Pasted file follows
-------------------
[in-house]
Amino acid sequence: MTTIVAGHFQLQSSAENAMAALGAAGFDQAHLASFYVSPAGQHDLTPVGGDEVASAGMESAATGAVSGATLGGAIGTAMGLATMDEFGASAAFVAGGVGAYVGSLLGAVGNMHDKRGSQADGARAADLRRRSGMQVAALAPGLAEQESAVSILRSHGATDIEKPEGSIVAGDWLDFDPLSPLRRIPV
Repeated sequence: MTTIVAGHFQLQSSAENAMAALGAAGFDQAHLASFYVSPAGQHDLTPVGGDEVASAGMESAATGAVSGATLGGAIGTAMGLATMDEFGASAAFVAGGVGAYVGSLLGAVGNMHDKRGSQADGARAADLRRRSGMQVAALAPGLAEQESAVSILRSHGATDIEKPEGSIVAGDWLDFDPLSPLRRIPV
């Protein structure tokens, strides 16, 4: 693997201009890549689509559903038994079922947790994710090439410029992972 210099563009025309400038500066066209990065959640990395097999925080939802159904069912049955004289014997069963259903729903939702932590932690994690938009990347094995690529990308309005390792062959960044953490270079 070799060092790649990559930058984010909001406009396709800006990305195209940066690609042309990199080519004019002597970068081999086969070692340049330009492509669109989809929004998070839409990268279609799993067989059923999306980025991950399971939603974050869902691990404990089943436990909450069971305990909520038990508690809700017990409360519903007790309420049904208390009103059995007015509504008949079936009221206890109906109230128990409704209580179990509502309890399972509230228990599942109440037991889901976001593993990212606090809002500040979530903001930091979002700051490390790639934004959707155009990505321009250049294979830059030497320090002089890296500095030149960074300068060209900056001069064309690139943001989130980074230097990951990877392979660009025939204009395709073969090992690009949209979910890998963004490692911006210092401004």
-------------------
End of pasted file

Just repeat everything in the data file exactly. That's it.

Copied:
[in-house]
Amino acid sequence: MTTIVAGHFQLQSSAENAMAALGAAGFDQAHLASFYVSPAGQHDLTPVGGDEVASAGMESAATGAVSGATLGGAIGTAMGLATMDEFGASAAFVAGGVGAYVGSLLGAVGNMHDKRGSQADGARAADLRRRSGMQVAALAPGLAEQESAVSILRSHGATDIEKPEGSIVAGDWLDFDPLSPLRRIPV
Repeated sequence: MTTIVAGHFQLQSSAENAMAALGAAGFDQAHLASFYVSPAGQHDLTPVGGDEVASAGMESAATGAVSGATLGGAIGTAMGLATMDEFGASAAFVAGGVGAYVGSLLGAVGNMHDKRGSQADGARAADLRRRSGMQVAALAPGLAEQESAVSILRSHGATDIEKPEGSIVAGDWLDFDPLSPLRRIPV
């Protein structure tokens, strides 16, 4: 693997201009890549689509559903038994079922947790994710090439410029992972 210099563009025309400038500066066209990065959640990395097999925080939802159904069912049955004289014997069963259903729903939702932590932690994690938009990347094995690529990308309005390792062959960044953490270079 070799060092790649990559930058984010909001406009396709800006990305195209940066690609042309990199080519004019002597970068081999086969070692340049330009492509669109989809929004998070839409990268279609799993067989059923999306980025991950399971939603974050869902691990404990089943436990909450069971305990909520038990508690809700017990409360519903007790309420049904208390009103059995007015509504008949079936009221206890109906109230128990409704209580179990509502309890399972509230228990599942109440037991889901976001593993990212606090809002500040979530903001930091979002700051490390790639934004959707155009990505321009250049294979830059030497320090002089890296500095030149960074300068060209900056001069064309690139943001989130980074230097990951990877392979660009025939204009395709073969090992690009949209979910890998963004490692911006210092401004």